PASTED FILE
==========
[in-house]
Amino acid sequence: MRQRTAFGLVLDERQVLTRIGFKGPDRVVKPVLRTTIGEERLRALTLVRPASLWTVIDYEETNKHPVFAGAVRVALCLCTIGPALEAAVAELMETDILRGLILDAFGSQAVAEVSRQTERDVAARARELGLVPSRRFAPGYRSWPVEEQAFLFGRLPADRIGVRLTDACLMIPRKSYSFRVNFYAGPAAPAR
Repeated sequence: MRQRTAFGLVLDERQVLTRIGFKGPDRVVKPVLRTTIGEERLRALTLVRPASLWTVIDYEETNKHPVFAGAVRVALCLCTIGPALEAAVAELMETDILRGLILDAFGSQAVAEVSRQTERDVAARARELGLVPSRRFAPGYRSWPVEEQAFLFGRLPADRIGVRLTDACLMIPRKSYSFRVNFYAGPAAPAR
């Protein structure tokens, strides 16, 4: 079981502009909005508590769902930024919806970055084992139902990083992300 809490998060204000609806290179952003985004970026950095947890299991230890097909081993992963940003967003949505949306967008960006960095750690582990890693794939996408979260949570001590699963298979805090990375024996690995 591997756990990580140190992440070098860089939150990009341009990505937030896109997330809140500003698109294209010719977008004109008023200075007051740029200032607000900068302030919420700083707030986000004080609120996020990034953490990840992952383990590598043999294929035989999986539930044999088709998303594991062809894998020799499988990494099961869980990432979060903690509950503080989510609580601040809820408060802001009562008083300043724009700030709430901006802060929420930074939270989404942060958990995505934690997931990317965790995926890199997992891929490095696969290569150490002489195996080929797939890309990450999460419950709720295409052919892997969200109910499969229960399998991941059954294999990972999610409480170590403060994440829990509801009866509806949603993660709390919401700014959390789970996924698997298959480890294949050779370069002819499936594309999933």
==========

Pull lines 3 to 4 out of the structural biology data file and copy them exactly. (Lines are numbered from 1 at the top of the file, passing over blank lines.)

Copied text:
Repeated sequence: MRQRTAFGLVLDERQVLTRIGFKGPDRVVKPVLRTTIGEERLRALTLVRPASLWTVIDYEETNKHPVFAGAVRVALCLCTIGPALEAAVAELMETDILRGLILDAFGSQAVAEVSRQTERDVAARARELGLVPSRRFAPGYRSWPVEEQAFLFGRLPADRIGVRLTDACLMIPRKSYSFRVNFYAGPAAPAR
């Protein structure tokens, strides 16, 4: 079981502009909005508590769902930024919806970055084992139902990083992300 809490998060204000609806290179952003985004970026950095947890299991230890097909081993992963940003967003949505949306967008960006960095750690582990890693794939996408979260949570001590699963298979805090990375024996690995 591997756990990580140190992440070098860089939150990009341009990505937030896109997330809140500003698109294209010719977008004109008023200075007051740029200032607000900068302030919420700083707030986000004080609120996020990034953490990840992952383990590598043999294929035989999986539930044999088709998303594991062809894998020799499988990494099961869980990432979060903690509950503080989510609580601040809820408060802001009562008083300043724009700030709430901006802060929420930074939270989404942060958990995505934690997931990317965790995926890199997992891929490095696969290569150490002489195996080929797939890309990450999460419950709720295409052919892997969200109910499969229960399998991941059954294999990972999610409480170590403060994440829990509801009866509806949603993660709390919401700014959390789970996924698997298959480890294949050779370069002819499936594309999933």